Forbidden love

Apart from some minor incidents, nothing much happened on the islands that resembled a hostile war situation. And sometimes affectionate and even passionate relationships began between occupiers and islanders. Several German soldiers had relationships with Dutch women. This also happened in other places in the Netherlands, but on the Wadden islands - where everyone knew everyone - these things happened openly for everyone to see, whether they were pro-German or anti-German.

This caused dilemmas not only for the island residents but also for the German soldiers. The Wehrmacht had published guidelines for relationships with women in occupied areas: Der deutsche Soldat und die Frau aus fremden Volkstum. Richthefte des Oberkommandos der Wehrmacht, Heft 1, 1943. These clearly stated that contact with women in occupied areas should be avoided. It only distracts from the military tasks. But German soldiers are also only human. Therefore, relationships with women of ‘Germanic populations’ such as Danes, Norwegians or Dutch were 'allowed, up to a point.


In rare cases, marriage between a German soldier and a woman from an occupied area was even allowed, if ‘both her Aryan and her Germanic descent are confirmed’. These were exceptions, though. A German soldier really only had one option if he wanted to get married: a girl of German descent. The brochure also warned about women who are working with the enemy and trying to get strategic information from the soldiers. But even more serious were the warnings about the nefarious consequences of mixed marriages, resulting in the non-German partner and even the children turning against Germany.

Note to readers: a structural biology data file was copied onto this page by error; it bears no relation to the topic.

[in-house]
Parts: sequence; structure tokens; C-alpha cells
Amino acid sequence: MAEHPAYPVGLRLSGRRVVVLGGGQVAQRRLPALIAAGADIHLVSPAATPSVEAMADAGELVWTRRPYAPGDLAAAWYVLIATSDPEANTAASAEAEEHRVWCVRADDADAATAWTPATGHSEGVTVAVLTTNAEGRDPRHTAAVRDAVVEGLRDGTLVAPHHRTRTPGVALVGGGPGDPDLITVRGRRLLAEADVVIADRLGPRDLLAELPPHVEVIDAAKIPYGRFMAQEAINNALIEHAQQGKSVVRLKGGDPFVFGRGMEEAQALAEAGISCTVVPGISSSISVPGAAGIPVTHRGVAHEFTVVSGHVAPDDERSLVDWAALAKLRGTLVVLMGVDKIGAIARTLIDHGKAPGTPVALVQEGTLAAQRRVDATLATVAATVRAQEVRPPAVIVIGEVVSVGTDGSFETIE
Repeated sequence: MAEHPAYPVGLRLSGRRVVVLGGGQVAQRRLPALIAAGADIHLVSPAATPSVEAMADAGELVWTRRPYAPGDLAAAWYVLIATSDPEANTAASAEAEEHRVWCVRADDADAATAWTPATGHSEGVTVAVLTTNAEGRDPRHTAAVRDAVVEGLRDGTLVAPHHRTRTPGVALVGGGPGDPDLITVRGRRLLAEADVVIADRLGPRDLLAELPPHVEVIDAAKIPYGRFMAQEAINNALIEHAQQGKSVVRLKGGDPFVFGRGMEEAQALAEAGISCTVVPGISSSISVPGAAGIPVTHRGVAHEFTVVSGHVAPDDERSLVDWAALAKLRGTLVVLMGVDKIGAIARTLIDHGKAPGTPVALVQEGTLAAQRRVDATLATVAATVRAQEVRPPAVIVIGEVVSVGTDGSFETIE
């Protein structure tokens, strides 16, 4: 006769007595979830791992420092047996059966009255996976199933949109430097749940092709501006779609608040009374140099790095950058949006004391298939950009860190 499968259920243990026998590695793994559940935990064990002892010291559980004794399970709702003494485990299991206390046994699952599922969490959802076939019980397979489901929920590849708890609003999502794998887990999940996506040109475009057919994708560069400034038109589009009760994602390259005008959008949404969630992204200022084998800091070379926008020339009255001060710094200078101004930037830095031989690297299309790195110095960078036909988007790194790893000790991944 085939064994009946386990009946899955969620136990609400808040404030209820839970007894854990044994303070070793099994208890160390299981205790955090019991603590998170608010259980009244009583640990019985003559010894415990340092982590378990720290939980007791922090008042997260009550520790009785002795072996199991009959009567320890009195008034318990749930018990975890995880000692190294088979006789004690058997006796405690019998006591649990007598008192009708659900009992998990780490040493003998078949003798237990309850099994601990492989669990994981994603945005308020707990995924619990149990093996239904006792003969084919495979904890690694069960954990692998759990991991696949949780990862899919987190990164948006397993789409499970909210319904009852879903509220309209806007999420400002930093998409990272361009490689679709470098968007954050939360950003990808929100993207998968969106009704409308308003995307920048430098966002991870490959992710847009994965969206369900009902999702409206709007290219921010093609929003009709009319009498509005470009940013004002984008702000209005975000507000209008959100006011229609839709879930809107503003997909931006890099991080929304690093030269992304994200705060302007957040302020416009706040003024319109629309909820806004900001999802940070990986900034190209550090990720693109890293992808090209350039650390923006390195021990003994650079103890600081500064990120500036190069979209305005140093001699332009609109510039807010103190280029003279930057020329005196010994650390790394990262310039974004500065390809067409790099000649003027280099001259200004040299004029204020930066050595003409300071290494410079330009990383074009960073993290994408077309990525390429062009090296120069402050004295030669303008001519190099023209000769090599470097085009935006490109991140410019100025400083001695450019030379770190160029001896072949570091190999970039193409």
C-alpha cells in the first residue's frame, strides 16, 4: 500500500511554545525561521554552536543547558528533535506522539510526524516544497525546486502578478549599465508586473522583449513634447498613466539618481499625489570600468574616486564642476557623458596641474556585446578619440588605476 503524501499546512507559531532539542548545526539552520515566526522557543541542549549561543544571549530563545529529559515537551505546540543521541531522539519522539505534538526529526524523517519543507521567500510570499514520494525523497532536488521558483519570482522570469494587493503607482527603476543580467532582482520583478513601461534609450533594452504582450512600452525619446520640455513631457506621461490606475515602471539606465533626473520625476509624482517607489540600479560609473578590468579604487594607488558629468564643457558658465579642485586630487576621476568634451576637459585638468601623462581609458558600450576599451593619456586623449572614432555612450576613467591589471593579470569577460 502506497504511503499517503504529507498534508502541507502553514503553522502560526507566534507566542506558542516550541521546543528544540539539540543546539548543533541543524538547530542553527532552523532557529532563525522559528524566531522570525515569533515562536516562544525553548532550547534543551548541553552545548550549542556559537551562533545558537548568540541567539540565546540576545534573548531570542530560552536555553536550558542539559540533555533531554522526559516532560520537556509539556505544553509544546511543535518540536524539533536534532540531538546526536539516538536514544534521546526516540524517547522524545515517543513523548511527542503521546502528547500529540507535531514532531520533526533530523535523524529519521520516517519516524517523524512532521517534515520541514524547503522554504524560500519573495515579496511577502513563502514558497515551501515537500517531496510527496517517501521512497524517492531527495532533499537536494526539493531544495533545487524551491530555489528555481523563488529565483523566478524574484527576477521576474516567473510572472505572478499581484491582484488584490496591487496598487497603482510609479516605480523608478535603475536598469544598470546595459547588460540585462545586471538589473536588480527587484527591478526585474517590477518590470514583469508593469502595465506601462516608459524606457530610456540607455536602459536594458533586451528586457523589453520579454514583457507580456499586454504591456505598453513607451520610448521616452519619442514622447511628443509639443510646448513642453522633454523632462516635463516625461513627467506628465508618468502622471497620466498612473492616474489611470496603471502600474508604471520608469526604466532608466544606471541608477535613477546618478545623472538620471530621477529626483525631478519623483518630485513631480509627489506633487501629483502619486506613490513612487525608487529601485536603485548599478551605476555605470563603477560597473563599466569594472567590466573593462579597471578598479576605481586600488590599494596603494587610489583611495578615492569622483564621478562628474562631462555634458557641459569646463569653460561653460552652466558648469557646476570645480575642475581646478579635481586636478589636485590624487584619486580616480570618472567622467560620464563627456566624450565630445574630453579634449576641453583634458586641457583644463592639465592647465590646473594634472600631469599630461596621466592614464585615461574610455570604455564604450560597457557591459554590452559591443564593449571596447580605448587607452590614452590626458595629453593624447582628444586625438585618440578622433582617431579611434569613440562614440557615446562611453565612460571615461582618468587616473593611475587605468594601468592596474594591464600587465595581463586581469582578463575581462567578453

Of course, not all German soldiers stationed abroad adhered to the Wehrmacht’s guidelines. In many places, Germans had both short and long-term relationships with Dutch women. There was not much military activity in the Netherlands so there was ample time for recreation, especially on the islands. Kurt Schröder, who was Inselkommandant of Ameland between 1941 and 1944, was amorously involved with a female resident. And he was not the only one. Sometimes these relationships led to children, who then grew up without their father after the war. But on the islands, these children were widely accepted.

Some people were also happy when the Wehrmacht arrived. NSB members and like-minded people now had some support. Some women from those ranks also started relationships with German military men.

And the German was soon a common sight in the streets of Den Helder. Some girls soon began to fraternise with the fair-haired boys, whom they assumed couldn’t be all that bad. After all, these were well-dressed men, much better-looking than the soldiers in the Dutch army, who looked like chubby peasants. And the German soldiers could spin tales of the many countries they had visited and the countless more they would conquer. Many a German soldier ignited the flame of romance in the heart of a Heldersch resident’s daughter, and she didn’t even realise that she was committing betrayal (...).

(Anthony van Kampen in: De burgers van Den Helder, 1946)

The port city of Den Helder already had quite a large number of prostitutes before the war. With the Dutch sailors gone, they were looking for new johns. German soldiers were welcome of course, but some also chose to follow their former customers who had fled to the surrounding villages after the first heavy bombings. The mayor of Anna Paulowna complained about this to his colleague in Den Helder.